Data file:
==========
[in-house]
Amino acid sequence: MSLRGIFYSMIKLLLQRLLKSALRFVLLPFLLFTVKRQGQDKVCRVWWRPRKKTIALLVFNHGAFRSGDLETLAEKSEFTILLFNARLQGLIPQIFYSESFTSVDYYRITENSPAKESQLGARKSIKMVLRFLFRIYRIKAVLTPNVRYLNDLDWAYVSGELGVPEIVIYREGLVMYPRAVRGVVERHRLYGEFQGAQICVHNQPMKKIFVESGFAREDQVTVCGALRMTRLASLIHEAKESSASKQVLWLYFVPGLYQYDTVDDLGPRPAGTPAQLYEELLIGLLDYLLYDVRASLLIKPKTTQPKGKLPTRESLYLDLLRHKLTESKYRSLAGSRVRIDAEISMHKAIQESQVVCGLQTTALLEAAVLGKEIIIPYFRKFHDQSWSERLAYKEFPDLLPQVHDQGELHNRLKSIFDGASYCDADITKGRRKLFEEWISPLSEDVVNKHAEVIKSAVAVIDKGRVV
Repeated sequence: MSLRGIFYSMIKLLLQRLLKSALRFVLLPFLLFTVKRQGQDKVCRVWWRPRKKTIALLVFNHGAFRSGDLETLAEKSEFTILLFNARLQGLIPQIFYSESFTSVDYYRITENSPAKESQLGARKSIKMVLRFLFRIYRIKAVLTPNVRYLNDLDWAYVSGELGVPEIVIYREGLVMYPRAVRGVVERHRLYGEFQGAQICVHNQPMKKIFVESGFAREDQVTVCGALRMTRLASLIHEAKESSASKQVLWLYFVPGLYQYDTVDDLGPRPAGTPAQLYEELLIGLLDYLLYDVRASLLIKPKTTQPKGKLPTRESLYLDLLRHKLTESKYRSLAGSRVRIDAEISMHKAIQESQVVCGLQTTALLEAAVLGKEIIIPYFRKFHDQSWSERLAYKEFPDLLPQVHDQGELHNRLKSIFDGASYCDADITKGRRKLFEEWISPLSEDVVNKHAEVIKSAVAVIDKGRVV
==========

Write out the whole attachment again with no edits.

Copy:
[in-house]
Amino acid sequence: MSLRGIFYSMIKLLLQRLLKSALRFVLLPFLLFTVKRQGQDKVCRVWWRPRKKTIALLVFNHGAFRSGDLETLAEKSEFTILLFNARLQGLIPQIFYSESFTSVDYYRITENSPAKESQLGARKSIKMVLRFLFRIYRIKAVLTPNVRYLNDLDWAYVSGELGVPEIVIYREGLVMYPRAVRGVVERHRLYGEFQGAQICVHNQPMKKIFVESGFAREDQVTVCGALRMTRLASLIHEAKESSASKQVLWLYFVPGLYQYDTVDDLGPRPAGTPAQLYEELLIGLLDYLLYDVRASLLIKPKTTQPKGKLPTRESLYLDLLRHKLTESKYRSLAGSRVRIDAEISMHKAIQESQVVCGLQTTALLEAAVLGKEIIIPYFRKFHDQSWSERLAYKEFPDLLPQVHDQGELHNRLKSIFDGASYCDADITKGRRKLFEEWISPLSEDVVNKHAEVIKSAVAVIDKGRVV
Repeated sequence: MSLRGIFYSMIKLLLQRLLKSALRFVLLPFLLFTVKRQGQDKVCRVWWRPRKKTIALLVFNHGAFRSGDLETLAEKSEFTILLFNARLQGLIPQIFYSESFTSVDYYRITENSPAKESQLGARKSIKMVLRFLFRIYRIKAVLTPNVRYLNDLDWAYVSGELGVPEIVIYREGLVMYPRAVRGVVERHRLYGEFQGAQICVHNQPMKKIFVESGFAREDQVTVCGALRMTRLASLIHEAKESSASKQVLWLYFVPGLYQYDTVDDLGPRPAGTPAQLYEELLIGLLDYLLYDVRASLLIKPKTTQPKGKLPTRESLYLDLLRHKLTESKYRSLAGSRVRIDAEISMHKAIQESQVVCGLQTTALLEAAVLGKEIIIPYFRKFHDQSWSERLAYKEFPDLLPQVHDQGELHNRLKSIFDGASYCDADITKGRRKLFEEWISPLSEDVVNKHAEVIKSAVAVIDKGRVV